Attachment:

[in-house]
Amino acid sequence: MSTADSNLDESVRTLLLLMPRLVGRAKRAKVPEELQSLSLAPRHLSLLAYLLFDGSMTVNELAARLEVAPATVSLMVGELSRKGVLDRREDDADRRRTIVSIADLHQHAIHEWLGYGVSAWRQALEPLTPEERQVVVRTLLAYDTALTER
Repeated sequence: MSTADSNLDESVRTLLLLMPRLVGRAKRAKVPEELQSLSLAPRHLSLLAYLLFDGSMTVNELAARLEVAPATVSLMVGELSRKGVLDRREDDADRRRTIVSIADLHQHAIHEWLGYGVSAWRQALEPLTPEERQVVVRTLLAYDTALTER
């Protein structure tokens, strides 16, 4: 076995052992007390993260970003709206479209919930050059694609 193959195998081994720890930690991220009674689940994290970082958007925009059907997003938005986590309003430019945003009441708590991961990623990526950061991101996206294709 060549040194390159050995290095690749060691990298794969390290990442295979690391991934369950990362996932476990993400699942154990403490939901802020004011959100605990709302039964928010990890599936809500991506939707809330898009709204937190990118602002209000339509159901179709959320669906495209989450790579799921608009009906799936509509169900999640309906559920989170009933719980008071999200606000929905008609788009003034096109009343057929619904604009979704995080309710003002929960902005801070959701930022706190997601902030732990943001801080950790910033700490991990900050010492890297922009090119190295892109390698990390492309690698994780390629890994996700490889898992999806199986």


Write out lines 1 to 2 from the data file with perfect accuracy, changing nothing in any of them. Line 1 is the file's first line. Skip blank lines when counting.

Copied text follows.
[in-house]
Amino acid sequence: MSTADSNLDESVRTLLLLMPRLVGRAKRAKVPEELQSLSLAPRHLSLLAYLLFDGSMTVNELAARLEVAPATVSLMVGELSRKGVLDRREDDADRRRTIVSIADLHQHAIHEWLGYGVSAWRQALEPLTPEERQVVVRTLLAYDTALTER